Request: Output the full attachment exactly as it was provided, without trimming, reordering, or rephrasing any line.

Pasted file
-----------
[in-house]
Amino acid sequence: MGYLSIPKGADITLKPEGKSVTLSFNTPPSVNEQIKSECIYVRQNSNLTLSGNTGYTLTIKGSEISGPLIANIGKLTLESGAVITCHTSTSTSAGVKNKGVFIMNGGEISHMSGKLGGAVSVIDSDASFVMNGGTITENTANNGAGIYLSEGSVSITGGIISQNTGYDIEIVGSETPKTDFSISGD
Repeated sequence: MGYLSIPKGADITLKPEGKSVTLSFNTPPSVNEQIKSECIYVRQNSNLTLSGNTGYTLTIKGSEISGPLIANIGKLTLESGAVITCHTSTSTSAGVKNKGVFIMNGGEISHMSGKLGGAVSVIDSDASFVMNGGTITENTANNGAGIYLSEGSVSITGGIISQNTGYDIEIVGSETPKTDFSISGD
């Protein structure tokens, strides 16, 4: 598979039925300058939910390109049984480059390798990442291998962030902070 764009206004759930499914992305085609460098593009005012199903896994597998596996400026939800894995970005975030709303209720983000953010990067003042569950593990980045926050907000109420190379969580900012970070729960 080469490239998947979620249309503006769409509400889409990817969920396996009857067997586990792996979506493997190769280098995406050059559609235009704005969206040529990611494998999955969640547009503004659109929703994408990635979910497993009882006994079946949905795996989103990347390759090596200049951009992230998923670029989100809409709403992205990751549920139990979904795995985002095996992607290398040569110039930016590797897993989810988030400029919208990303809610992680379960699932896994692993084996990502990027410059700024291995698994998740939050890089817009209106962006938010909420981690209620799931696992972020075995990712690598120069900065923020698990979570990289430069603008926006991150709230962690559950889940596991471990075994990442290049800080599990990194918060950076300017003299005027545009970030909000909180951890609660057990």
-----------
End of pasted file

[in-house]
Amino acid sequence: MGYLSIPKGADITLKPEGKSVTLSFNTPPSVNEQIKSECIYVRQNSNLTLSGNTGYTLTIKGSEISGPLIANIGKLTLESGAVITCHTSTSTSAGVKNKGVFIMNGGEISHMSGKLGGAVSVIDSDASFVMNGGTITENTANNGAGIYLSEGSVSITGGIISQNTGYDIEIVGSETPKTDFSISGD
Repeated sequence: MGYLSIPKGADITLKPEGKSVTLSFNTPPSVNEQIKSECIYVRQNSNLTLSGNTGYTLTIKGSEISGPLIANIGKLTLESGAVITCHTSTSTSAGVKNKGVFIMNGGEISHMSGKLGGAVSVIDSDASFVMNGGTITENTANNGAGIYLSEGSVSITGGIISQNTGYDIEIVGSETPKTDFSISGD
């Protein structure tokens, strides 16, 4: 598979039925300058939910390109049984480059390798990442291998962030902070 764009206004759930499914992305085609460098593009005012199903896994597998596996400026939800894995970005975030709303209720983000953010990067003042569950593990980045926050907000109420190379969580900012970070729960 080469490239998947979620249309503006769409509400889409990817969920396996009857067997586990792996979506493997190769280098995406050059559609235009704005969206040529990611494998999955969640547009503004659109929703994408990635979910497993009882006994079946949905795996989103990347390759090596200049951009992230998923670029989100809409709403992205990751549920139990979904795995985002095996992607290398040569110039930016590797897993989810988030400029919208990303809610992680379960699932896994692993084996990502990027410059700024291995698994998740939050890089817009209106962006938010909420981690209620799931696992972020075995990712690598120069900065923020698990979570990289430069603008926006991150709230962690559950889940596991471990075994990442290049800080599990990194918060950076300017003299005027545009970030909000909180951890609660057990």